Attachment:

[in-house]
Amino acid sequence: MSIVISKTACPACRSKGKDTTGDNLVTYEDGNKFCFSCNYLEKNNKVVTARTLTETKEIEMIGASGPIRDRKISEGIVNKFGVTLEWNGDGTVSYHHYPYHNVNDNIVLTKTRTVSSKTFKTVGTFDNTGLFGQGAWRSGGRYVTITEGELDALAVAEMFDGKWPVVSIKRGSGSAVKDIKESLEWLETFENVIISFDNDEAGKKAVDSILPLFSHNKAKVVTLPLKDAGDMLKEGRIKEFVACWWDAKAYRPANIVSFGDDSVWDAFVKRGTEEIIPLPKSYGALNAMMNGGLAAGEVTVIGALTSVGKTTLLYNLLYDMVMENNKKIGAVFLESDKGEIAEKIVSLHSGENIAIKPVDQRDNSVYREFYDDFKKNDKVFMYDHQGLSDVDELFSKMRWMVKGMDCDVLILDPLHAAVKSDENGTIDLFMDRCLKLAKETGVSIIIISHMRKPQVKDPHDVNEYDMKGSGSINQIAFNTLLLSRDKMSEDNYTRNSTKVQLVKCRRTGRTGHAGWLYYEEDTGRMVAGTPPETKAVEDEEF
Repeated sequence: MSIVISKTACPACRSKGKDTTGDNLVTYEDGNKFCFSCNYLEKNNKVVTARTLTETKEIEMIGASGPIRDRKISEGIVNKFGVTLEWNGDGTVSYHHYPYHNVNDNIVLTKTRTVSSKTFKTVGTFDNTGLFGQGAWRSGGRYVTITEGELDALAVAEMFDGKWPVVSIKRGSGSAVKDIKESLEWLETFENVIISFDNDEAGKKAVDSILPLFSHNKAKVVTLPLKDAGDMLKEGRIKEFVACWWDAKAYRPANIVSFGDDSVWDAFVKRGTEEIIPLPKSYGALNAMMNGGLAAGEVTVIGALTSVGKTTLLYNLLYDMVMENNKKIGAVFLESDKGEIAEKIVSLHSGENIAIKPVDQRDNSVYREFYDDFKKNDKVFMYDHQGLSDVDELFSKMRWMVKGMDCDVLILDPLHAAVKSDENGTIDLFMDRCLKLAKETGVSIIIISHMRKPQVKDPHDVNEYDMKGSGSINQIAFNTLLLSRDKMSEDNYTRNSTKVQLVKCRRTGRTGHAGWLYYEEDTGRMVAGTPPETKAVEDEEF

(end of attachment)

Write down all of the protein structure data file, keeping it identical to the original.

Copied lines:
[in-house]
Amino acid sequence: MSIVISKTACPACRSKGKDTTGDNLVTYEDGNKFCFSCNYLEKNNKVVTARTLTETKEIEMIGASGPIRDRKISEGIVNKFGVTLEWNGDGTVSYHHYPYHNVNDNIVLTKTRTVSSKTFKTVGTFDNTGLFGQGAWRSGGRYVTITEGELDALAVAEMFDGKWPVVSIKRGSGSAVKDIKESLEWLETFENVIISFDNDEAGKKAVDSILPLFSHNKAKVVTLPLKDAGDMLKEGRIKEFVACWWDAKAYRPANIVSFGDDSVWDAFVKRGTEEIIPLPKSYGALNAMMNGGLAAGEVTVIGALTSVGKTTLLYNLLYDMVMENNKKIGAVFLESDKGEIAEKIVSLHSGENIAIKPVDQRDNSVYREFYDDFKKNDKVFMYDHQGLSDVDELFSKMRWMVKGMDCDVLILDPLHAAVKSDENGTIDLFMDRCLKLAKETGVSIIIISHMRKPQVKDPHDVNEYDMKGSGSINQIAFNTLLLSRDKMSEDNYTRNSTKVQLVKCRRTGRTGHAGWLYYEEDTGRMVAGTPPETKAVEDEEF
Repeated sequence: MSIVISKTACPACRSKGKDTTGDNLVTYEDGNKFCFSCNYLEKNNKVVTARTLTETKEIEMIGASGPIRDRKISEGIVNKFGVTLEWNGDGTVSYHHYPYHNVNDNIVLTKTRTVSSKTFKTVGTFDNTGLFGQGAWRSGGRYVTITEGELDALAVAEMFDGKWPVVSIKRGSGSAVKDIKESLEWLETFENVIISFDNDEAGKKAVDSILPLFSHNKAKVVTLPLKDAGDMLKEGRIKEFVACWWDAKAYRPANIVSFGDDSVWDAFVKRGTEEIIPLPKSYGALNAMMNGGLAAGEVTVIGALTSVGKTTLLYNLLYDMVMENNKKIGAVFLESDKGEIAEKIVSLHSGENIAIKPVDQRDNSVYREFYDDFKKNDKVFMYDHQGLSDVDELFSKMRWMVKGMDCDVLILDPLHAAVKSDENGTIDLFMDRCLKLAKETGVSIIIISHMRKPQVKDPHDVNEYDMKGSGSINQIAFNTLLLSRDKMSEDNYTRNSTKVQLVKCRRTGRTGHAGWLYYEEDTGRMVAGTPPETKAVEDEEF